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Parker v. Gelber

United States District Court, D. Oregon, Eugene Division

February 14, 2019

FLORENCE A. PARKER, Plaintiff,
v.
CHARLES GELBER, Defendant.

          OPINION AND ORDER

          Mustafa T. Kasubhai United States Magistrate Judge.

         Plaintiff Florence Parker, a resident of the state of Oregon, brings this diversity action against Defendant Charles Gelber, a resident of the state of Connecticut, alleging elder abuse and conversion. Plaintiff's claims arise out of a transaction involving two antique guitars. This Court has jurisdiction pursuant to 28 U.S.C. § 1332(a)(1). Defendant now moves this Court to dismiss Plaintiff's Complaint pursuant to Fed.R.Civ.P. 12(b)(6). For the reasons set forth herein, Defendant's motion is DENIED.

         STANDARD OF REVIEW

         A Defendant may move to dismiss under Fed R. Civ. P. 12(b)(6) when the Plaintiff fails to state a claim upon which relief can be granted. When reviewing such a motion, the Complaint is construed in favor of the Plaintiff, and the Complaint's factual allegations are taken as true. Daniels-Hall v. Nat'l Educ. Ass'n, 629 F.3d 992, 998 (9th Cir. 2010). However, this Court need not accept as true “conclusory” allegations or unreasonable inferences. Id. Thus, “for a complaint to survive a motion to dismiss, the nonconclusory factual content, and reasonable inferences from that content, must be plausibly suggestive of a claim entitling the plaintiff to relief.” Moss v. U.S. Secret Serv., 572 F.3d 962, 969 (9th Cir. 2009) (internal quotation marks omitted). “A claim has facial plausibility when the plaintiff pleads factual content that allows the court to draw the reasonable inference that the defendant is liable for the misconduct alleged.” Ashcroft v. Iqbal, 556 U.S. 662, 678 (2009). “[O]nce a claim has been stated adequately, it may be supported by showing any set of facts consistent with the allegations in the complaint.” Bell Atl. Corp. v. Twombly, 550 U.S. 544, 563 (2007).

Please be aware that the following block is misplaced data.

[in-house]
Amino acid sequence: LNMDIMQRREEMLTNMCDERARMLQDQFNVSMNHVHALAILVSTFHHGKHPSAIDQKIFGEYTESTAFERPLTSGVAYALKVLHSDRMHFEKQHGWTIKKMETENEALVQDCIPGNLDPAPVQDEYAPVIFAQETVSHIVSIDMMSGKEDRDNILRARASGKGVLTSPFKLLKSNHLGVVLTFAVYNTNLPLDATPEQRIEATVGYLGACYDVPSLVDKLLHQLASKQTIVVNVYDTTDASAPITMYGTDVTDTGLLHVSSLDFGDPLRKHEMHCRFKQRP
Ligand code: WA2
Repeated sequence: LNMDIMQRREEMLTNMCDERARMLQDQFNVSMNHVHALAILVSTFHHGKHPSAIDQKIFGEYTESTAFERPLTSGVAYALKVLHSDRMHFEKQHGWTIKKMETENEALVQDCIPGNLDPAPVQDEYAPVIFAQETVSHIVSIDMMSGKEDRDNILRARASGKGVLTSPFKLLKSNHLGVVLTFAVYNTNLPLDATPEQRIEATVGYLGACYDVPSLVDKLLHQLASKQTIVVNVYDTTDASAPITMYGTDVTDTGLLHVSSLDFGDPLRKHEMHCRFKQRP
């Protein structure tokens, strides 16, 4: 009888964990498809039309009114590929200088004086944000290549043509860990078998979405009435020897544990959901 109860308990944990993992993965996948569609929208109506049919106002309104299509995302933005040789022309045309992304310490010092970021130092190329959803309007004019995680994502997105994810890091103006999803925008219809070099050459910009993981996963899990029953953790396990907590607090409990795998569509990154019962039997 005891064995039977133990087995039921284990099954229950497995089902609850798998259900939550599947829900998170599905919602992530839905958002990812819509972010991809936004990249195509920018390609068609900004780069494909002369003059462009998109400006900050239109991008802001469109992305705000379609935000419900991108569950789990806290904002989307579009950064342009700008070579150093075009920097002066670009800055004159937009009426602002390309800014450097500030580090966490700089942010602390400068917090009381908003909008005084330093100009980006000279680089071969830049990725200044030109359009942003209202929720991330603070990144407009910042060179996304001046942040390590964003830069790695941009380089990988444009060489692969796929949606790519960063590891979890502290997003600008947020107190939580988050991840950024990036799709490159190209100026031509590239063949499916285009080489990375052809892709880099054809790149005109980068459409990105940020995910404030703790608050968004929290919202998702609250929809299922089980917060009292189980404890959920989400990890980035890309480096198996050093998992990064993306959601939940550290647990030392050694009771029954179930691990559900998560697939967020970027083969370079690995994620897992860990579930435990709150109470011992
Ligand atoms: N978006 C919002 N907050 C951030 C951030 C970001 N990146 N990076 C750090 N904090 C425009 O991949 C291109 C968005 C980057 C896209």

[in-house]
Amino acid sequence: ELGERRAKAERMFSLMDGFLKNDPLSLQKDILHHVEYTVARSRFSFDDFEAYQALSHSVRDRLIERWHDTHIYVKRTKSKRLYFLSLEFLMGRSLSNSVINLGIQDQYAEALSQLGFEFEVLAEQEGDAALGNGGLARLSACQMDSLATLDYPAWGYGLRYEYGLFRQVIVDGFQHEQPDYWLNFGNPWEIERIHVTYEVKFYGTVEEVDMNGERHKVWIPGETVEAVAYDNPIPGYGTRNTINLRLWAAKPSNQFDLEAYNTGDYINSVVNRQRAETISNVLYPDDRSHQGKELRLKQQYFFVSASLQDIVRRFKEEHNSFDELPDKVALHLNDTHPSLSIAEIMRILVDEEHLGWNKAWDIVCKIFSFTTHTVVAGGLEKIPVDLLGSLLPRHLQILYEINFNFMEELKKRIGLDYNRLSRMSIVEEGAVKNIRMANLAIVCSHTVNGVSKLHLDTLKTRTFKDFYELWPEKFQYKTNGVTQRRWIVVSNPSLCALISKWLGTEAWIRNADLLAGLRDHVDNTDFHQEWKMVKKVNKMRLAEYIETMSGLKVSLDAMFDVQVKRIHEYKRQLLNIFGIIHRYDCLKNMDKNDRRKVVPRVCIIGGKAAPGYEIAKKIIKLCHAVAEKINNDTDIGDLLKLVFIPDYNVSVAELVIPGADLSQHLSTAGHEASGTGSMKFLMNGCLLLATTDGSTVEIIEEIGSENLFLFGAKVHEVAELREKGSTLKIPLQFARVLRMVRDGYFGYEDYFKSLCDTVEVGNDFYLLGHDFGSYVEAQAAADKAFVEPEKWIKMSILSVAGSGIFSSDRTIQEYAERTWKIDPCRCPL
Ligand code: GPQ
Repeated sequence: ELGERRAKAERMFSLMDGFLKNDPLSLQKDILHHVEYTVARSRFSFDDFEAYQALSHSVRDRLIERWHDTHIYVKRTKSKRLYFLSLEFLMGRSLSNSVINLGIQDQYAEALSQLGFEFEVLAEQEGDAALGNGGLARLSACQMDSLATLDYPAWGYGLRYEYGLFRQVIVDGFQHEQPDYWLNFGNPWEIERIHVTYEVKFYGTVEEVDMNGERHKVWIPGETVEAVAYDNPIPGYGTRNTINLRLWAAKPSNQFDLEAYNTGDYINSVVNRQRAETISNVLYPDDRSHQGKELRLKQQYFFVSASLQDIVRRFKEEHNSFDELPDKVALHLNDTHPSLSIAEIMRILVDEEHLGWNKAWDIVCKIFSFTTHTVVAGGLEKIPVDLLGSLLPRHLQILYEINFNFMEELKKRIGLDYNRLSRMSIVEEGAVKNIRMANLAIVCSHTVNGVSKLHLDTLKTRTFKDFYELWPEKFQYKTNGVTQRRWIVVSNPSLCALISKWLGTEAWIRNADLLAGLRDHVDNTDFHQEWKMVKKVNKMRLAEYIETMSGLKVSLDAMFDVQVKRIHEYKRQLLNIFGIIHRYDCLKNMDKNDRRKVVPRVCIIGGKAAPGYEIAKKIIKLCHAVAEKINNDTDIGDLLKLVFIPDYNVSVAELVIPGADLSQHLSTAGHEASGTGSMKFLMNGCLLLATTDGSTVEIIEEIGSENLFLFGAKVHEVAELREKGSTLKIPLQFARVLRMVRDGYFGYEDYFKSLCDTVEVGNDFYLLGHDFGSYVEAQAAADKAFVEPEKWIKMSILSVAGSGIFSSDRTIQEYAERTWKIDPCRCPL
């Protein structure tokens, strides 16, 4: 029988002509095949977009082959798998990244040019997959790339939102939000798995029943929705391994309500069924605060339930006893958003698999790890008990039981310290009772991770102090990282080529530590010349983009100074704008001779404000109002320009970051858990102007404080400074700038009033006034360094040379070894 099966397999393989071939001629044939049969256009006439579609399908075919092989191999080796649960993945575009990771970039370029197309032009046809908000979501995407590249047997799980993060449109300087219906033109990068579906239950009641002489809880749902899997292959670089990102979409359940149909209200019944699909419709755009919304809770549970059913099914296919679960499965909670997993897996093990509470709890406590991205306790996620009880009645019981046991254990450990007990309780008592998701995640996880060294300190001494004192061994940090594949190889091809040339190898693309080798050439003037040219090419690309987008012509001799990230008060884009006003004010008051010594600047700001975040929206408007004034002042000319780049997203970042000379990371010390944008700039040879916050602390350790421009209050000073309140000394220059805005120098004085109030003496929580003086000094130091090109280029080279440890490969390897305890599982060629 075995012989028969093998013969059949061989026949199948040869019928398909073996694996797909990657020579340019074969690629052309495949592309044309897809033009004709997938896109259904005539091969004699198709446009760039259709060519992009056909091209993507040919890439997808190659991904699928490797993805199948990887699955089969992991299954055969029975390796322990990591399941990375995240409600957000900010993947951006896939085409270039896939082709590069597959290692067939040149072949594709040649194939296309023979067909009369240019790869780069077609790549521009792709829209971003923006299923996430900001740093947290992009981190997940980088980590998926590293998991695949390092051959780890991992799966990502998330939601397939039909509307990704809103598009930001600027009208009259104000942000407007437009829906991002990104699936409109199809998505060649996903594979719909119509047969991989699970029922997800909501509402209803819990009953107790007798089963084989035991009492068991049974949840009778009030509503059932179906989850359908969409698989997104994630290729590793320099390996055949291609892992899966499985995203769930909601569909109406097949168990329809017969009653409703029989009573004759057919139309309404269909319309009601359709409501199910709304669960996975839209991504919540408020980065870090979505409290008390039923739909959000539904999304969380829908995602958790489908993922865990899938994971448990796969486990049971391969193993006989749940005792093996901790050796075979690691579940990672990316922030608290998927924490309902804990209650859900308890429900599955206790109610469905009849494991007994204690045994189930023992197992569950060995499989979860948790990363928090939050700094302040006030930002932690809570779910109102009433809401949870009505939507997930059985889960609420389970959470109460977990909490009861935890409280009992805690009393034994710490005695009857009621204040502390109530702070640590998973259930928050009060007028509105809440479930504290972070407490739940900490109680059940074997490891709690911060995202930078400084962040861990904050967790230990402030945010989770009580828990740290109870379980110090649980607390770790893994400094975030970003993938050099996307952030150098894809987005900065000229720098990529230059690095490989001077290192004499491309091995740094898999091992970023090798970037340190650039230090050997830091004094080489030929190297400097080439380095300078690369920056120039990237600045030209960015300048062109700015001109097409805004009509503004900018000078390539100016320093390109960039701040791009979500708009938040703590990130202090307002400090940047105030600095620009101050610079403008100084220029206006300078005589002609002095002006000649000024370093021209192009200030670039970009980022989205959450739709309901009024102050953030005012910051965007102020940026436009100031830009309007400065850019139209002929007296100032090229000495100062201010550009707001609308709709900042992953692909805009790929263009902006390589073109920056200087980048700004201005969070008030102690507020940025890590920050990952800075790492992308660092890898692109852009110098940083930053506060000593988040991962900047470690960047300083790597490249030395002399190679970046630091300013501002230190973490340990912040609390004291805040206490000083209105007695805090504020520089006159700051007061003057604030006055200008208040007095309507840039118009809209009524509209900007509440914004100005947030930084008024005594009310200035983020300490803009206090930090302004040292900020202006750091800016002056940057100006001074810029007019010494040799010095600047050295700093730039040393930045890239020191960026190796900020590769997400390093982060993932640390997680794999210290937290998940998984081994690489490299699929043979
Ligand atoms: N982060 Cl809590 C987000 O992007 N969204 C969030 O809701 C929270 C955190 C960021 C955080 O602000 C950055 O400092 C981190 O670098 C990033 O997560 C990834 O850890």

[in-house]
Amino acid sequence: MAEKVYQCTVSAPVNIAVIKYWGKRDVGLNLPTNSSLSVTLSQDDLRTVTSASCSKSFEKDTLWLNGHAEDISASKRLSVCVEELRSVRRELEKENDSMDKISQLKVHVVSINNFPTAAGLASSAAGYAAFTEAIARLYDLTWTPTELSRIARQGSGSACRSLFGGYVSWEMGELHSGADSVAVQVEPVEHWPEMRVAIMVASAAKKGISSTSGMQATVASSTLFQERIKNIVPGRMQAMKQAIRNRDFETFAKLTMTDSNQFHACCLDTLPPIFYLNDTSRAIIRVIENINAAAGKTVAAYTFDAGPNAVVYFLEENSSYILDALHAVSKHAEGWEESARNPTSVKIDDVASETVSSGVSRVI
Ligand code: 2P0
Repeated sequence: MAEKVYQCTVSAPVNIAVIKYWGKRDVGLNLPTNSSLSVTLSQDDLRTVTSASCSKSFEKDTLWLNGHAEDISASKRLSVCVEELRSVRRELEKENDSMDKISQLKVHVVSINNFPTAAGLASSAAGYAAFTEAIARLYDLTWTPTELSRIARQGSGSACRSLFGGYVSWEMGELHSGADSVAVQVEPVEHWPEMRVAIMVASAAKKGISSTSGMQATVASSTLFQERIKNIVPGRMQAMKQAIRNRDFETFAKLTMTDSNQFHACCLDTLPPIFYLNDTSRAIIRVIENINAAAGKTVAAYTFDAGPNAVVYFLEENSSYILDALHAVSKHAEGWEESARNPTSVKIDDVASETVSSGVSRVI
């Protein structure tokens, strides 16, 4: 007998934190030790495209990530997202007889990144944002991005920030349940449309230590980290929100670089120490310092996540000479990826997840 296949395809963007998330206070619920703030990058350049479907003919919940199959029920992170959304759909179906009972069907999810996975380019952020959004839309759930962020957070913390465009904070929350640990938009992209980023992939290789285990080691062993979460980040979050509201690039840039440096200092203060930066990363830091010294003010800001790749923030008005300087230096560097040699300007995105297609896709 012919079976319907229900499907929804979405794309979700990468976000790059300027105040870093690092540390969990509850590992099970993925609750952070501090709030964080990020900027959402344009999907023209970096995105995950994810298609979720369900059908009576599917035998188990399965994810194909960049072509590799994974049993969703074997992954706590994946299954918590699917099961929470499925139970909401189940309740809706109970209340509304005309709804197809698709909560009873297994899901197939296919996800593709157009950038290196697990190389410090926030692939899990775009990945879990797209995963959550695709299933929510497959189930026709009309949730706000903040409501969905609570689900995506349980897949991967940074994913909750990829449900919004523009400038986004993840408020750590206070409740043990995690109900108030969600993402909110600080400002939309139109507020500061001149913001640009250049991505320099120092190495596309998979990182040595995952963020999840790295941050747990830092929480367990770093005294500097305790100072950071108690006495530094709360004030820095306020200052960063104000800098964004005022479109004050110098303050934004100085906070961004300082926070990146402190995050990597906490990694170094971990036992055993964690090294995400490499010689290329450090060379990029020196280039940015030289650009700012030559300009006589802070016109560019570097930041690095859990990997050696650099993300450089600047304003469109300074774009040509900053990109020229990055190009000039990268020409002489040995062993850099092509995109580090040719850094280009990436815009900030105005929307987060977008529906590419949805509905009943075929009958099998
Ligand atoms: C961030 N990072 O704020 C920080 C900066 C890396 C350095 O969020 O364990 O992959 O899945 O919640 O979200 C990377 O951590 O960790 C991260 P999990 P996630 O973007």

BACKGROUND